UPS is especially anxious for a spotless 2015 holiday season after 2 years in a row of missteps. In 2013, a surge of last-minute online orders and bad weather led to delivery failures. This past year, UPS spent too much money on extra hires and added automation to avoid the same mistake. While service was strong, the company reported disappointing financial results.  For the U.S. Postal Service, our recent audit report provides some insights into what worked well in the 2014 peak holiday season and what could be improved this year. By most accounts, the Postal Service had a successful 2014 holiday shipping season. It processed a record 865.4 million packages during the December 2014 peak period with strong service performance. While the number of packages increased by more than 88 million, delayed packages decreased by 1.8 million compared to the previous year. In addition, service improved in six of the nine package categories the Postal Service measures. 

    Still, it could do better to ensure packages are processed on time so as not to put revenue at risk. Package processing machines should be timely installed and fully utilized during the peak season. In addition, enough temporary workers should be hired to meet peak demand.  

    How soon do you plan to start your holiday shopping this year? Do you expect to do more online shopping this year? If you used online shopping last year, how was your experience?  

  • on Mar 2nd, 2015 in Mail Processing & Transportation | 5 comments

    If you’re a shipper, you may have noticed your fuel surcharge fees aren’t going down in step with the declining price of oil. That’s because both FedEx and UPS tie their fuel surcharges to the price of diesel, which hasn’t dropped as far or as fast as gasoline prices. Furthermore, both shipping giants recently adjusted how they calculate fuel surcharges, resulting in surcharges that won’t drop as much as they would have under the previous calculation. In some cases, fuel surcharges are even going up.

    Fuel surcharges are common in the transport industry, from taxis and airlines to moving and delivery companies. Many of these industries instituted fuel surcharges to smooth out costs when fuel prices were skyrocketing. But in times of low fuel prices, like now, customers see these surcharges as a blatant money-grab.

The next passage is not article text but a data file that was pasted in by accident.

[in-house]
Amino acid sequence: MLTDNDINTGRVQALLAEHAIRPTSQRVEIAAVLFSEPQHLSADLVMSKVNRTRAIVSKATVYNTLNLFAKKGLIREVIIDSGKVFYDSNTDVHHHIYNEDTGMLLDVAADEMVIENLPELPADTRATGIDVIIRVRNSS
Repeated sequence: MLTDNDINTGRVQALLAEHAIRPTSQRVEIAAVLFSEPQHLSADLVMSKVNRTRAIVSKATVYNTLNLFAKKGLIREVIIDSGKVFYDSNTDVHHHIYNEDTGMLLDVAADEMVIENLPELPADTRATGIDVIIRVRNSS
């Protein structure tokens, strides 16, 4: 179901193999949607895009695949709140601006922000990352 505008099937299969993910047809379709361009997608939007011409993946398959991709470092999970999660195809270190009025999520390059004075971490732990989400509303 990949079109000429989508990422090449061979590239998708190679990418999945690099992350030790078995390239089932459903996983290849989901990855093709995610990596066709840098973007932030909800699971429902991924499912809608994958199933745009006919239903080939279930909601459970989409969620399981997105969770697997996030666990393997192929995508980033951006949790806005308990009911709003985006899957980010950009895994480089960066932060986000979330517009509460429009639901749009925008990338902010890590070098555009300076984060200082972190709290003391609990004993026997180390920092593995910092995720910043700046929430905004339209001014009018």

Right about now, you may be noting the U.S. Postal Service doesn’t have a fuel surcharge. It also didn’t go all in on dimensional weight pricing (See our previous blog). And it’s not likely to chase the next big thing in pricing: “surge” or “peak” pricing. For the 2015 holiday season, UPS said it plans to follow the Uber model and hit shippers with “peak” prices on its busiest days. This comes after UPS said it experienced higher-than-anticipated 2014 peak season expenses. FedEx is expected to follow suit. For consumers, this could mean the end of free shipping, at least on last-minute orders around the holidays.

    So, the Postal Service might look even more attractive these days with its relatively straightforward, consistent pricing. Of course, the Postal Service isn’t a public company, so it’s not under the same pressure to deliver profits as UPS and FedEx are. But customers are not too interested in the whys and wherefores – they just want low-priced, reliable, fast delivery.

    Do you think the Postal Service is well-positioned to lure away commercial package business from FedEx and UPS? Does the lack of a fuel surcharge put the Postal Service at any kind of a competitive disadvantage? Or is it only advantageous? Do you see the Uber surge or peak pricing model getting a foothold in other industries?